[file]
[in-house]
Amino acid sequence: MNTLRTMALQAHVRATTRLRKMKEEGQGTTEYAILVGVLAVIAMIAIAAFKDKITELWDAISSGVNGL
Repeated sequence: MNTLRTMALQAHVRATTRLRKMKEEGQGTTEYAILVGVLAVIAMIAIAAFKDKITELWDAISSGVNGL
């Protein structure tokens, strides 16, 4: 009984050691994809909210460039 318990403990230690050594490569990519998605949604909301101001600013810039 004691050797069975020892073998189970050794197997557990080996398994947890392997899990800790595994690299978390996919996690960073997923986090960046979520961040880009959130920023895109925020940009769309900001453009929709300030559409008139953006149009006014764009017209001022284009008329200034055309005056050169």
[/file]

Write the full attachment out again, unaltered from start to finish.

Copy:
[in-house]
Amino acid sequence: MNTLRTMALQAHVRATTRLRKMKEEGQGTTEYAILVGVLAVIAMIAIAAFKDKITELWDAISSGVNGL
Repeated sequence: MNTLRTMALQAHVRATTRLRKMKEEGQGTTEYAILVGVLAVIAMIAIAAFKDKITELWDAISSGVNGL
């Protein structure tokens, strides 16, 4: 009984050691994809909210460039 318990403990230690050594490569990519998605949604909301101001600013810039 004691050797069975020892073998189970050794197997557990080996398994947890392997899990800790595994690299978390996919996690960073997923986090960046979520961040880009959130920023895109925020940009769309900001453009929709300030559409008139953006149009006014764009017209001022284009008329200034055309005056050169």